Matt Von Pinnon, Published August 29 2010
Von Pinnon: Public has right to know how jail funds are spentOccasionally, it’s a fine line between a person’s right to privacy and the public’s right to know.
Consider the following story that broke last week:
Cass County Sheriff Paul Laney informed county commissioners that his department’s $300,000 annual allocation to pay for jail inmates’ medical bills would likely be exceeded by just one prisoner with a severe medical condition the county is required to treat so long as the inmate is in their care.
Laney said releasing the prisoner into the public was not an option because he’s considered dangerous, but paying for his medical treatments would severely tax the public coffers.
Laney and county officials said they couldn’t disclose the inmate’s name because, in doing so, it would violate his medical privacy.
That reasoning didn’t sit comfortably with us at The Forum, so on Wednesday we formally asked the county to publicly disclose the inmate’s name and his reasons for being jailed.
We specifically pointed out that we weren’t interested in knowing the inmate’s medical condition. We thought the public at least ought to know whose medical condition they were paying for, and here’s why:
Without public accountability for that medical line item in the county’s budget, there is no way to know what that money is ultimately being used for. We don’t suspect it’s being misused, mind you, but the public would never know if it was being misused without knowing who the money is being used for.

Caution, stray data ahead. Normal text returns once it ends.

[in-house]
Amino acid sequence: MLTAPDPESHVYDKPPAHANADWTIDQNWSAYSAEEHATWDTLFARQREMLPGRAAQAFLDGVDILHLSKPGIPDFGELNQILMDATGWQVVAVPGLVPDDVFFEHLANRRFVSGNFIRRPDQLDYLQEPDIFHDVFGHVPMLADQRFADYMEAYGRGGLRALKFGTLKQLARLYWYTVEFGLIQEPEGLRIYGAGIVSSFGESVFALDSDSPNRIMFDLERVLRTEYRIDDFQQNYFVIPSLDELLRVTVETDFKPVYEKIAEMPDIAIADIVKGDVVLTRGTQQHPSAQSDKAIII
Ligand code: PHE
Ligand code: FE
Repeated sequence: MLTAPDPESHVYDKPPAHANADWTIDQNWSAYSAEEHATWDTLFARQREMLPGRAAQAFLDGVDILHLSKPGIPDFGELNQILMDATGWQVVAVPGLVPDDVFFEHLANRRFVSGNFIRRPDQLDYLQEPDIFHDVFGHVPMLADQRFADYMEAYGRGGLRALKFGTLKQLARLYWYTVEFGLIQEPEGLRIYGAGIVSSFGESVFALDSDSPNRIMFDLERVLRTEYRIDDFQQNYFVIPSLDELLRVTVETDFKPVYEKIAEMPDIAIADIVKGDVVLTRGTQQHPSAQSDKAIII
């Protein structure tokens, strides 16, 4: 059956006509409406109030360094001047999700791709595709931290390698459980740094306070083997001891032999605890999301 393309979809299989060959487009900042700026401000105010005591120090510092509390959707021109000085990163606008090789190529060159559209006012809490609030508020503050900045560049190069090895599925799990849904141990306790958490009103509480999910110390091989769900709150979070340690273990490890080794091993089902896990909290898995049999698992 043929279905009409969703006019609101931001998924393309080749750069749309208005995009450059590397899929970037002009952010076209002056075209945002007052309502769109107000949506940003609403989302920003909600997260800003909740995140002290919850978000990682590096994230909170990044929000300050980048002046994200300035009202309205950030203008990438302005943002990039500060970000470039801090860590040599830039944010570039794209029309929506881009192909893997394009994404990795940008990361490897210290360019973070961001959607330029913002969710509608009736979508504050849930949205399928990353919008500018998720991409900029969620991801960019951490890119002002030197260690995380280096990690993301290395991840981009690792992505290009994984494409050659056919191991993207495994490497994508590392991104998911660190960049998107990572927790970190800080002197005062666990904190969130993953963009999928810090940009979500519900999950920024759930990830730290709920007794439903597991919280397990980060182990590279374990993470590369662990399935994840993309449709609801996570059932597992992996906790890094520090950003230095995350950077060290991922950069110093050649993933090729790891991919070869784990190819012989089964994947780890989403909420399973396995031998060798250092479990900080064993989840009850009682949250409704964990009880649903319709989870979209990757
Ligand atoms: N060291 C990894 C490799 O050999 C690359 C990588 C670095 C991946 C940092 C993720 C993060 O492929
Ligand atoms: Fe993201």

At least with a name, one can determine if that person is, in fact, an inmate, and for how long.
And there’s another bigger issue at stake for the public in all this.
Let’s suppose, for a moment, that someone was sick and had no way to pay for needed medical treatment.
Facing no other options, might they commit a crime that would either allow them to pay for their needed care or, if caught, would be paid for by taxpayers?
It might sound far-fetched, but there are many people who, when desperate, willingly get caught for petty crimes to get “three hots (meals) and a cot (a place to sleep).”
Sheriff Laney expects the North Dakota Legislature to perhaps address this quandary in its next session.
On Friday, Cass County State’s Attorney Birch Burdick formally denied The Forum’s request for this inmate’s name, citing what he believes is the intent of North Dakota’s medical privacy laws.
The Forum will likely seek an opinion on the matter from State Attorney General Wayne Stenehjem, if for nothing else than to know where the state’s line is between a prisoner’s right to privacy and the public’s right to know.
Von Pinnon is editor of The Forum. Reach him at (701) 241-5579 or email@example.com